February, 2017

20th Annual Great Backyard Bird Count Feb 17th


The 20th annual Great Backyard Bird Count (GBBC) is taking place February 17 to 20 in backyards, parks, nature centers, on hiking trails, school grounds, balconies, and beaches — anywhere you find birds. Bird watchers count the birds they see for at least 15 minutes on one or more days of the count, then enter their checklists at birdcount.org. All the data contribute to a snapshot of bird distribution and help scientists see changes over the past 20 years. Varying weather conditions so far this winter are producing a few trends that GBBC participants can watch for during the count. eBird >>More


February, 2017

Adirondack Wildlife: The Disappearing Spruce Grouse


The spattering of sizable tracts of boreal forests that remain in the Adirondacks serve as home to several species of birds that have evolved the ability to survive in northern taiga woodlands. Among the feathered creatures that are well adapted for a life in lowland stands of conifers is the spruce grouse (Falcipennis canadensis), a dark colored bird viewed by some as being as much a symbol of the Great Northwood’s as the moose. As its name implies, the spruce grouse inhabits those softwood forests dominated mainly by spruce; yet not all spruce forests serve as home to this northern >>More


February, 2017

Adirondack Wildlife: American Mink


If the river otter is the most aquatic member of the mustelid family, and weasels represent the terrestrial branch of the clan, the American mink is the adept middle child, taking advantage of its adaptations both in the water and on land to make a living. Like both otters and weasels, mink have long, sleek bodies, the sharp teeth of a predator, and small – but keen – ears and eyes. Their fur – long a fashion staple – is a combination of oily guard hairs, which afford some water-repellency, and an undercoat that grows thick in winter to provide >>More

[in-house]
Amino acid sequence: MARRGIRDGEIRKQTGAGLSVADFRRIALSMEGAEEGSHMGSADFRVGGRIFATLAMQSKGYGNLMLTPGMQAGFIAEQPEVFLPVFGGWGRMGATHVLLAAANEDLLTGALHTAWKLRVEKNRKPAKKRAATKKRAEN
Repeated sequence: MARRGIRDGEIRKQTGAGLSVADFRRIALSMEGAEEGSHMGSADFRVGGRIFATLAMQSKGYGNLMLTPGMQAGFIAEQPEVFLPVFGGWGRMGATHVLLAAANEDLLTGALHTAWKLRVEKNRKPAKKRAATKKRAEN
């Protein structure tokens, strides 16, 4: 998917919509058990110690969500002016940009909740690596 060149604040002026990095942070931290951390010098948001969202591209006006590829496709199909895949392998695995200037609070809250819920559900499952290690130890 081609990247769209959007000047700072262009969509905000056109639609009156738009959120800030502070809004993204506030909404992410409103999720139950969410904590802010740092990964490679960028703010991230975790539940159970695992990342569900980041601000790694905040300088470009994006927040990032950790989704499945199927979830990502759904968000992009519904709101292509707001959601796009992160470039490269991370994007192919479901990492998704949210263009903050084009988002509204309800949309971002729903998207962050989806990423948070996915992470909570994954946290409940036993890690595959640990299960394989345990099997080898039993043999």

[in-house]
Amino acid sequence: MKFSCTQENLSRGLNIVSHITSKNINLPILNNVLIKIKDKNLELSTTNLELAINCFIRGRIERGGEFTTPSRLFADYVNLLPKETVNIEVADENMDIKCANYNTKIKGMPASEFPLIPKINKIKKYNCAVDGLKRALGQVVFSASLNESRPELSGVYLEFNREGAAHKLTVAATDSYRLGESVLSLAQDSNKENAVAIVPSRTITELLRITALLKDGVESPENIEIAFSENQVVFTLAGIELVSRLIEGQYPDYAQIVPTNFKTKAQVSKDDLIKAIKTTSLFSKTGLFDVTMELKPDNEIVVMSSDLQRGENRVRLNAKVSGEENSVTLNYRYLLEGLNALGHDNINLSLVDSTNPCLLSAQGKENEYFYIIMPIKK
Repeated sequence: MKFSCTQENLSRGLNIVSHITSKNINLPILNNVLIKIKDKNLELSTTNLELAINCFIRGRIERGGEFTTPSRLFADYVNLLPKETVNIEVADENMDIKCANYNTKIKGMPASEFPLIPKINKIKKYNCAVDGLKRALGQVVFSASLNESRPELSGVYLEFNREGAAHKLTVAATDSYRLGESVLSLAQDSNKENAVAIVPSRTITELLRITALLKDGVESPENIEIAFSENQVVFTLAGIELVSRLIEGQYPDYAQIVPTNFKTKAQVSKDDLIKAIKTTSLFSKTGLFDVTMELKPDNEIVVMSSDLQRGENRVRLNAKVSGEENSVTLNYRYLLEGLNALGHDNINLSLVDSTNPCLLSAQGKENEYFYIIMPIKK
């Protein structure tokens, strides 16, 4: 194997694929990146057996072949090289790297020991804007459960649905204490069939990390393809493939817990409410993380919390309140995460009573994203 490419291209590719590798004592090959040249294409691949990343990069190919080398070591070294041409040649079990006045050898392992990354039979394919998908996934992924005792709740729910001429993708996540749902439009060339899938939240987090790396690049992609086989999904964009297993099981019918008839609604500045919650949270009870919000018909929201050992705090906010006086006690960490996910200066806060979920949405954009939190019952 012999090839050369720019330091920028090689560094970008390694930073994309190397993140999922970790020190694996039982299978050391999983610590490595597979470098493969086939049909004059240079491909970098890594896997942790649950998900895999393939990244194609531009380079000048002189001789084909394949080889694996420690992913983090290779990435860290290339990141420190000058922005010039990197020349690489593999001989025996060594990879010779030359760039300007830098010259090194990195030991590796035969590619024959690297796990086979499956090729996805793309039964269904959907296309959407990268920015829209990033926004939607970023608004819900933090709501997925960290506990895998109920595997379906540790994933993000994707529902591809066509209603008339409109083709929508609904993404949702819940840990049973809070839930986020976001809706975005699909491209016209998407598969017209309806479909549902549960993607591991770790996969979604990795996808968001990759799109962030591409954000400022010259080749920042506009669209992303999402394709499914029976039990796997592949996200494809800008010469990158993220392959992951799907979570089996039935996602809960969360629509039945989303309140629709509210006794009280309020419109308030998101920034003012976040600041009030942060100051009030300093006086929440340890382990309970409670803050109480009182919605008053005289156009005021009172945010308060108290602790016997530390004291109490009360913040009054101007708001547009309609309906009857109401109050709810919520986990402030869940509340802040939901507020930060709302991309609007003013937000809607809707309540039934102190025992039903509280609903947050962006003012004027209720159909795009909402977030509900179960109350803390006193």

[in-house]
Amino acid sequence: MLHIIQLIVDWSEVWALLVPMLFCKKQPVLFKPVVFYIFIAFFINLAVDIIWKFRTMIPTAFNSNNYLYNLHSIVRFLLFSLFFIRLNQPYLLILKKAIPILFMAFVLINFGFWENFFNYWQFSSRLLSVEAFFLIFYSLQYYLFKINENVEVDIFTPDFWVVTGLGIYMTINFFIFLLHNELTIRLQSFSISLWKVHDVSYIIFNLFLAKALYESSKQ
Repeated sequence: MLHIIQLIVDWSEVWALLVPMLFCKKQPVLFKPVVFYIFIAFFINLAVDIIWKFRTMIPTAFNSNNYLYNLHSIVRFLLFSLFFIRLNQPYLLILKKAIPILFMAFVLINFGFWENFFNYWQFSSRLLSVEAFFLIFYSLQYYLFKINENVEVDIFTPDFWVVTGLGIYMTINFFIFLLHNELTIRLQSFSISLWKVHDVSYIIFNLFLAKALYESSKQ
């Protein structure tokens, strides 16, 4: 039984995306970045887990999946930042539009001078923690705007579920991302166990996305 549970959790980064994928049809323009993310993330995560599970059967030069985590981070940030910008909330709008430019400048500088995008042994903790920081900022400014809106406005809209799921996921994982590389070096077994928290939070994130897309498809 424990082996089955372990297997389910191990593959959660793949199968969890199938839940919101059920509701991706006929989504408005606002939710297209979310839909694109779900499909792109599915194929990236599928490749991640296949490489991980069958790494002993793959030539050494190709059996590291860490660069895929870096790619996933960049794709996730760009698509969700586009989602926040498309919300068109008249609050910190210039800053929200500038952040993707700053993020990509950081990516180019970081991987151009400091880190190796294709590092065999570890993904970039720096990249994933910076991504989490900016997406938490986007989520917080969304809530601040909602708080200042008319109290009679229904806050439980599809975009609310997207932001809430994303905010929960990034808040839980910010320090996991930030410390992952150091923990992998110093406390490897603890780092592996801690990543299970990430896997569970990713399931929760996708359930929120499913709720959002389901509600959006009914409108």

February, 2017

Adirondack Tree Bark in Winter


It’s winter. Hardwood trees are bare. But that doesn’t mean the woods are bereft of interest. Winter, when sunlight slants in, is the time when bark comes into its own. Pause to take in the aged-brass bark of a yellow birch, or the hand-sized bark plates on a big white pine. Bark is beautiful. And practical. A protective tissue, a defense against insects, fungi, fire, and deer, it has a lot in common with human skin. Bark includes a cork layer of dead cells — the bark you see — and the cork cambium, made up of living cells. A >>More


February, 2017

Adirondack Wildlife: Raccoons in Winter


All mammals experience difficulty sleeping when it becomes too warm. Because of an insulating layer of fat and an exceptionally thick, dense coat of fur, this temperature is far lower for members of our wildlife community in winter than during summer. From Thanksgiving through early April, several successive nights with the air hovering around the freezing point is warm enough to cause the raccoon to stir from its prolonged winter slumber and emerge from its den. If the wind is light and there is no precipitation falling, this familiar nocturnal marauder begins to explore the surrounding area for anything edible. >>More